In recent economic news, Minneapolis Fed President Narayana Kocherlakota changed his stance regarding our current extremely low interest rates .In his speech, Kocherlakota advocated keeping interest rates near zero until the unemployment rate drops below 5.5%, as long as inflation stays below 2.25%. This stance is a reversal from his previous stance that we would have to increase interest rates to raise borrowing costs and guard against high inflation (He is still clearly concerned about inflation, given his 2.25% stipulation).
The September 28th WSJ article by John Hilsenrath “Another Reason Kocherlakota Changed His Mind” talks about one of the inspirations behind his change of heart. MIT Professor Ivan Werning presented the idea that central banks should promise low interest rates during hard economic times, but that this policy would not necessarily lead to high inflation. As Werning says, “The whole point is to stimulate a consumption boom.”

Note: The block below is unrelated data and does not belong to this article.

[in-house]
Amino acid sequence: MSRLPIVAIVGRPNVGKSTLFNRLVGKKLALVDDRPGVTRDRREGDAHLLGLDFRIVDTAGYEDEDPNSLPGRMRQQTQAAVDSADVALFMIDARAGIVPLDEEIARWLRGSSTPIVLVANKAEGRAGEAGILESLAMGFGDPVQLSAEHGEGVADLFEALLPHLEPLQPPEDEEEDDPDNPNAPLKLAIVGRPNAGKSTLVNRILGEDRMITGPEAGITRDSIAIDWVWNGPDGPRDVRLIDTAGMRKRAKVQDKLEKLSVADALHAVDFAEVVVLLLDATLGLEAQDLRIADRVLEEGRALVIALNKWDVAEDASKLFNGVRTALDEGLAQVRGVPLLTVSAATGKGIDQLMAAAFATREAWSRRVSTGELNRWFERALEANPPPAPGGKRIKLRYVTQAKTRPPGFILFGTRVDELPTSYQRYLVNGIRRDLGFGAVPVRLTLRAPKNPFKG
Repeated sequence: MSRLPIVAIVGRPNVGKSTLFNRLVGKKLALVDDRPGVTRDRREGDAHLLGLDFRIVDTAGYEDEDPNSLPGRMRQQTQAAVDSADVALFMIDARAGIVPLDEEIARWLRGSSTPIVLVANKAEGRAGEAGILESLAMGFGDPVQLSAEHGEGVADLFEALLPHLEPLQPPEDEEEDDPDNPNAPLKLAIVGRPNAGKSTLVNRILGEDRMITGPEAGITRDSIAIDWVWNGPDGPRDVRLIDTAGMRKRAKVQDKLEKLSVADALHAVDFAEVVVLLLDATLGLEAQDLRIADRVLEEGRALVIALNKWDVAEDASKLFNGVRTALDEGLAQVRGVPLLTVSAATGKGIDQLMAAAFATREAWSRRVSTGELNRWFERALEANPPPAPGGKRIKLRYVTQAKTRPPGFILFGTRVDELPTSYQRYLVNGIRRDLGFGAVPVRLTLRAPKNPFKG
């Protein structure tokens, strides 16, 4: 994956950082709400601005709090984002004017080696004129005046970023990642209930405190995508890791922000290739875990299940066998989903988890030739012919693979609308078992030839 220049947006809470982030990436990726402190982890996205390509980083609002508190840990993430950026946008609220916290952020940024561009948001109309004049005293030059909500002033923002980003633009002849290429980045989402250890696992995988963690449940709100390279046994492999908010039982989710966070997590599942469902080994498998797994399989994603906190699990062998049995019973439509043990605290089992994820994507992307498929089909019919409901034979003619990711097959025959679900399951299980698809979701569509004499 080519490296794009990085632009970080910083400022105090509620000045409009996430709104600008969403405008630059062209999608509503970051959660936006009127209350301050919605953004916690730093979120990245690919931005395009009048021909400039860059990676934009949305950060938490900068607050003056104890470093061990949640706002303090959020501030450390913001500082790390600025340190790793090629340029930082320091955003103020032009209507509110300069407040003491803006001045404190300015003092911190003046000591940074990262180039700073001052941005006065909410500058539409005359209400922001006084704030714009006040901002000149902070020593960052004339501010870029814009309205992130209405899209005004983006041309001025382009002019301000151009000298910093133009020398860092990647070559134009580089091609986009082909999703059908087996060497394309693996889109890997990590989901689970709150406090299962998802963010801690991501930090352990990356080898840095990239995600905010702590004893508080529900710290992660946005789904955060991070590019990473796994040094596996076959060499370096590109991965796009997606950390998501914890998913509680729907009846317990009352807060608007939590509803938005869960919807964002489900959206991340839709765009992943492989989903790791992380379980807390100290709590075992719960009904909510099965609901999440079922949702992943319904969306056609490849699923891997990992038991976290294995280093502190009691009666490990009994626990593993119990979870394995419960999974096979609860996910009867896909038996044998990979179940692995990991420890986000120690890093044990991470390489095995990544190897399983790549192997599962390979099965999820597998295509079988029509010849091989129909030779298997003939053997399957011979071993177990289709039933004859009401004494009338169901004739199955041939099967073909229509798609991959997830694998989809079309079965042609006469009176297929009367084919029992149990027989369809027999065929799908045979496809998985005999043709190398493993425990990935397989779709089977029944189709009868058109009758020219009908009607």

Now, will it work? Some economists don’t care. Some, like Paul Krugman, believe that inflation will actually help recovery by encouraged spending. For Kocherlakota, however, keeping at least reasonably low levels of inflation is important. The low interest rates should encourage investment and hiring due to increased lending. Over time, this should reduce the unemployment rate, hopefully substantially. If this policy is also successful in encouraging consumption in a major way, overall economic recovery will be bolstered greatly.
Whether or not this can occur without inflation remains to be seen. “Easy money” policies are usually associated with relatively high inflation. Kocherlakota is hoping that this is not necessarily the case.